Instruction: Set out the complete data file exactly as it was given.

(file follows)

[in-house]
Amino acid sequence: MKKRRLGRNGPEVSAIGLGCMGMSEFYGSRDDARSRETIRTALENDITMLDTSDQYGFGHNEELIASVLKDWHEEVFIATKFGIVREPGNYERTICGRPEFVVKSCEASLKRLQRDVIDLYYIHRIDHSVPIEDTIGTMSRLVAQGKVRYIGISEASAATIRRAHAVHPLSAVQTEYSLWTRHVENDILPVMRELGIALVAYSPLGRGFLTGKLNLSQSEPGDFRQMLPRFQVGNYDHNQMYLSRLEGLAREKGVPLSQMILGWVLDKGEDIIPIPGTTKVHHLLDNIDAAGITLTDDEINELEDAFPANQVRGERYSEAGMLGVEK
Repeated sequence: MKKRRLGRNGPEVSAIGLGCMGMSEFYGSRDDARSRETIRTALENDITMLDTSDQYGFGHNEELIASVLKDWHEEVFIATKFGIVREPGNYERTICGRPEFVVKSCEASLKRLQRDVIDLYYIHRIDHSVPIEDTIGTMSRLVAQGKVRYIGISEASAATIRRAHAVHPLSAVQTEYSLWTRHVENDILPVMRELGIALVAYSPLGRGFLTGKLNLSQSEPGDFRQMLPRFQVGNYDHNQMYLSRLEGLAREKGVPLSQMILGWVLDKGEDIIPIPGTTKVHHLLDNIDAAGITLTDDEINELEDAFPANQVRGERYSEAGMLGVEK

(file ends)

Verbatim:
[in-house]
Amino acid sequence: MKKRRLGRNGPEVSAIGLGCMGMSEFYGSRDDARSRETIRTALENDITMLDTSDQYGFGHNEELIASVLKDWHEEVFIATKFGIVREPGNYERTICGRPEFVVKSCEASLKRLQRDVIDLYYIHRIDHSVPIEDTIGTMSRLVAQGKVRYIGISEASAATIRRAHAVHPLSAVQTEYSLWTRHVENDILPVMRELGIALVAYSPLGRGFLTGKLNLSQSEPGDFRQMLPRFQVGNYDHNQMYLSRLEGLAREKGVPLSQMILGWVLDKGEDIIPIPGTTKVHHLLDNIDAAGITLTDDEINELEDAFPANQVRGERYSEAGMLGVEK
Repeated sequence: MKKRRLGRNGPEVSAIGLGCMGMSEFYGSRDDARSRETIRTALENDITMLDTSDQYGFGHNEELIASVLKDWHEEVFIATKFGIVREPGNYERTICGRPEFVVKSCEASLKRLQRDVIDLYYIHRIDHSVPIEDTIGTMSRLVAQGKVRYIGISEASAATIRRAHAVHPLSAVQTEYSLWTRHVENDILPVMRELGIALVAYSPLGRGFLTGKLNLSQSEPGDFRQMLPRFQVGNYDHNQMYLSRLEGLAREKGVPLSQMILGWVLDKGEDIIPIPGTTKVHHLLDNIDAAGITLTDDEINELEDAFPANQVRGERYSEAGMLGVEK